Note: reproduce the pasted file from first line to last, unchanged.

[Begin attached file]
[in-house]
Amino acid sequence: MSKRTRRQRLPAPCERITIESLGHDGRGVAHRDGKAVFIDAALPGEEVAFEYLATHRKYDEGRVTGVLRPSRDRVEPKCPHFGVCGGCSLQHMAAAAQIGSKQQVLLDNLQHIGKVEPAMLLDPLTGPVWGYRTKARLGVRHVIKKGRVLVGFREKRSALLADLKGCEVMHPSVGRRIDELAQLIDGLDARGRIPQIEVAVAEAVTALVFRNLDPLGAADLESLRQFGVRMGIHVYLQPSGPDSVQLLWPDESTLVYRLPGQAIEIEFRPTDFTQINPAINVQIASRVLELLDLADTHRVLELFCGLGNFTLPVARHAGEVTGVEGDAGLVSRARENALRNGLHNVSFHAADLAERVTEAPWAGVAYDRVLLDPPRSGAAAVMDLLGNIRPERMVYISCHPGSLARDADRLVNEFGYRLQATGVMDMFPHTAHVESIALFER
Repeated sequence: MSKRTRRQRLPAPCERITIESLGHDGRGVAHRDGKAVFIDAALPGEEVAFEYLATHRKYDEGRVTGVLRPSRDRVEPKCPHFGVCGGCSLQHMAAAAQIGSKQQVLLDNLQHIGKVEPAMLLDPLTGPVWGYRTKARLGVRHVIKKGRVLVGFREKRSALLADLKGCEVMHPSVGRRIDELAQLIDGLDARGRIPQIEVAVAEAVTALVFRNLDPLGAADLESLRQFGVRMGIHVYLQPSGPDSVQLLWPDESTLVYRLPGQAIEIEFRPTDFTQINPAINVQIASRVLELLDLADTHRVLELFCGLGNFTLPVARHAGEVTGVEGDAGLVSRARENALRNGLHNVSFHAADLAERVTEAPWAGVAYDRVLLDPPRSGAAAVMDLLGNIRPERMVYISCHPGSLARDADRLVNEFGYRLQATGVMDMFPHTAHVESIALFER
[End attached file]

[in-house]
Amino acid sequence: MSKRTRRQRLPAPCERITIESLGHDGRGVAHRDGKAVFIDAALPGEEVAFEYLATHRKYDEGRVTGVLRPSRDRVEPKCPHFGVCGGCSLQHMAAAAQIGSKQQVLLDNLQHIGKVEPAMLLDPLTGPVWGYRTKARLGVRHVIKKGRVLVGFREKRSALLADLKGCEVMHPSVGRRIDELAQLIDGLDARGRIPQIEVAVAEAVTALVFRNLDPLGAADLESLRQFGVRMGIHVYLQPSGPDSVQLLWPDESTLVYRLPGQAIEIEFRPTDFTQINPAINVQIASRVLELLDLADTHRVLELFCGLGNFTLPVARHAGEVTGVEGDAGLVSRARENALRNGLHNVSFHAADLAERVTEAPWAGVAYDRVLLDPPRSGAAAVMDLLGNIRPERMVYISCHPGSLARDADRLVNEFGYRLQATGVMDMFPHTAHVESIALFER
Repeated sequence: MSKRTRRQRLPAPCERITIESLGHDGRGVAHRDGKAVFIDAALPGEEVAFEYLATHRKYDEGRVTGVLRPSRDRVEPKCPHFGVCGGCSLQHMAAAAQIGSKQQVLLDNLQHIGKVEPAMLLDPLTGPVWGYRTKARLGVRHVIKKGRVLVGFREKRSALLADLKGCEVMHPSVGRRIDELAQLIDGLDARGRIPQIEVAVAEAVTALVFRNLDPLGAADLESLRQFGVRMGIHVYLQPSGPDSVQLLWPDESTLVYRLPGQAIEIEFRPTDFTQINPAINVQIASRVLELLDLADTHRVLELFCGLGNFTLPVARHAGEVTGVEGDAGLVSRARENALRNGLHNVSFHAADLAERVTEAPWAGVAYDRVLLDPPRSGAAAVMDLLGNIRPERMVYISCHPGSLARDADRLVNEFGYRLQATGVMDMFPHTAHVESIALFER